Most small business owners understand the importance of targeting prospective customers, but few take the time to create buyer personas. If you’re serious about getting new business – whether it’s 10 or 10,000 buyers – take time to invest in this marketing activity.
What is a buyer persona? It’s an archetype, a fictitious character of the real people who might want your product or service. You may think you know your target customer, but creating a persona will help you create content that is far more effective.
When you’ve defined your buyer personas, you’ll find you can stop trying to hard-sell, and focus instead on your customer’s needs and wants. There’s a big difference. Your prospect will feel he’s been talked to rather than talked at. “Think in terms of spreading ideas rather than generating leads,” says David Meerman Scott, author of a slew of PR books, including World Wide Rave, which is available as a free download.
If you’re ready to delve deeper and get inside the hearts and minds of your prospects, here’s how to get started.
Interview your customers. Understanding what drives your buyers requires more than a three-minute chat at your place of business. You need a 20- to 30-minute conversation to find out what clinched the deal. The goal is to end up with a better understanding of potential customers. If you don’t have a marketing budget and want to do this yourself, check out HubSpot, which has a buyer persona worksheet, as well as information on how to most effectively use your buyer personas.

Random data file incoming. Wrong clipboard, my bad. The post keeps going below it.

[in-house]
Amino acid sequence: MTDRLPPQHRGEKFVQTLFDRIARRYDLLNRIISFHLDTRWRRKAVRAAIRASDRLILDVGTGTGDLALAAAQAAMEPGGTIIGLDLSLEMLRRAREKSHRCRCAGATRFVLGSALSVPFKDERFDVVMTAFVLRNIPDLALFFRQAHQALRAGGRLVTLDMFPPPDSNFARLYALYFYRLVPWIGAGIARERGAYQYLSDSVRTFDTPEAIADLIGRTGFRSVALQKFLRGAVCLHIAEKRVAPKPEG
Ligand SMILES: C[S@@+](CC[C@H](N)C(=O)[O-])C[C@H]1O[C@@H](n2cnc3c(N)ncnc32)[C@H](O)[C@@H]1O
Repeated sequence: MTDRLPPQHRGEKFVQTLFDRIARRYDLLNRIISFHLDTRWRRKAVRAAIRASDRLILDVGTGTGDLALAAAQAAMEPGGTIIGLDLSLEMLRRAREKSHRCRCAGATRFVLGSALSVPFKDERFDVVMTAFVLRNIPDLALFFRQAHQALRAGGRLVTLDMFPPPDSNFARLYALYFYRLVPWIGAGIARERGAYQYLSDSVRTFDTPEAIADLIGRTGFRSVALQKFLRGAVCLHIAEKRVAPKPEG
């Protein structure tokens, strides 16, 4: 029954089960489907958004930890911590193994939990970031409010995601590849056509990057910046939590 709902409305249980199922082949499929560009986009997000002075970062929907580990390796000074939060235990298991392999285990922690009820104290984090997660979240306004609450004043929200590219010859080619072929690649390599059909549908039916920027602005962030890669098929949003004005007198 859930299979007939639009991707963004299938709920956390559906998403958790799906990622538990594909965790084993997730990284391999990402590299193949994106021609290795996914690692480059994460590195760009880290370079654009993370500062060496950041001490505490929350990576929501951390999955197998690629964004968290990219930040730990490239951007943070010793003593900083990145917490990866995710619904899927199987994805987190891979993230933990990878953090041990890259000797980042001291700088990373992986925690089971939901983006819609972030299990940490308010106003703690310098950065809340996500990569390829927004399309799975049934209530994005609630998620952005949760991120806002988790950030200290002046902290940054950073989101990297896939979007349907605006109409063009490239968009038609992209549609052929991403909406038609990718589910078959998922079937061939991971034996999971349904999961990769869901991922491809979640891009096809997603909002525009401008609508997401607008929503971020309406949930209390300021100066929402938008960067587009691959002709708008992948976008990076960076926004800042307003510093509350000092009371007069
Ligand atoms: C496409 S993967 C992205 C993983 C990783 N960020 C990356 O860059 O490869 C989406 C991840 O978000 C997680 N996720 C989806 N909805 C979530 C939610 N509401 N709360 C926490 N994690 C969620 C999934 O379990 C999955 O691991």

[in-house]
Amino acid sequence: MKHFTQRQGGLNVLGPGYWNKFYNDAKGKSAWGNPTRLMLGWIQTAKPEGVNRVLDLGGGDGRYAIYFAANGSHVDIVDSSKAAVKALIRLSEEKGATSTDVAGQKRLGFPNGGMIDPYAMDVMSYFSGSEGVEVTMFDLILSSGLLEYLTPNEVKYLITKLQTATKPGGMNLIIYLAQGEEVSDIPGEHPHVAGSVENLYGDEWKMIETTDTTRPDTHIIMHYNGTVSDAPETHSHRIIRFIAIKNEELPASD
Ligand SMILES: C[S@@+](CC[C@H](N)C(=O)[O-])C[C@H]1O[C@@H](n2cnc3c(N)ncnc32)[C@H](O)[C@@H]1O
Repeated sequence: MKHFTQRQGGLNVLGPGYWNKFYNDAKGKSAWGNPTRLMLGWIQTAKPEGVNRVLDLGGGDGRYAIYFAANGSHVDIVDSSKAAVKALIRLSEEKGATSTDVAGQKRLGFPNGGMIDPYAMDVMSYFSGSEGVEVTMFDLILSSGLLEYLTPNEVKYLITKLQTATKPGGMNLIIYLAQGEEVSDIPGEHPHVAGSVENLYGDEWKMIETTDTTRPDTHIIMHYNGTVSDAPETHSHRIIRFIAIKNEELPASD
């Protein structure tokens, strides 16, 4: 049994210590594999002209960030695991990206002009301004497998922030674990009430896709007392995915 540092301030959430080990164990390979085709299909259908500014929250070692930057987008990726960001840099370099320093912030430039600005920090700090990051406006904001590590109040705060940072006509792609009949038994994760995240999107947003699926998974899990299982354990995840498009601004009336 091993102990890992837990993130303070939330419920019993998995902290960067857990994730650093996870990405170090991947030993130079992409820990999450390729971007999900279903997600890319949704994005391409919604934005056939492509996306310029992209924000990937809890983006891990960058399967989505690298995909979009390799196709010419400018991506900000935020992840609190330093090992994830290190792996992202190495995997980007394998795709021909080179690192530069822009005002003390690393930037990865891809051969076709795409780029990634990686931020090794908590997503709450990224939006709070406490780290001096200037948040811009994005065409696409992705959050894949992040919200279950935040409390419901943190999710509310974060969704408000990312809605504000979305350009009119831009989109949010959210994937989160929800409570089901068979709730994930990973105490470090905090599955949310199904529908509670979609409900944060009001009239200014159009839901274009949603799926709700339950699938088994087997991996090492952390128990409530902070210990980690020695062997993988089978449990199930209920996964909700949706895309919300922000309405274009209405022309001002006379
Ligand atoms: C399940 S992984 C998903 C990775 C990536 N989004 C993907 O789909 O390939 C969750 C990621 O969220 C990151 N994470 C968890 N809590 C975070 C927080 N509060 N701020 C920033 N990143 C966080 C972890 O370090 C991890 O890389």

Interview those who didn’t buy from you. A short conversation into their lifestyle, goals, behaviors and decision-making process will give you insights that online research can’t match. Scott believes their input is even more vital than that of your current customers.
Don’t confine your interviews to one or two people. Interview a dozen. Use a prepared list of questions but ask follow-up questions to get relevant information. In addition to learning about their needs, desires, and decision-making processes, you also need to know where they get their information (newspapers, blogs, Twitter, Facebook, TV/radio, etc.).
After the interviews, get something down on paper. This can be a one-pager. Some people even give their buyer personas names. However you do it, review it regularly and be prepared to change the description of your personas from time to time. Markets do change and so do your prospects.
Use all the information you gathered to transform how you communicate. Instead of boring, tired clichés on your website, how about posing a question, then list a few bullet points to show you understand some of the problems your customers and prospects face?
Chris Ruys is passionate about helping organizations increase their visibility and build their credibility to reach their business goals and objectives. The firm, Chris Ruys Communications, does this through the development and implementation of communications strategies that include traditional and social media marketing channels. We operate in collaboration with a network of graphic designers, media & speaker training professionals, professional photographers, videographers and other specialists, as needed.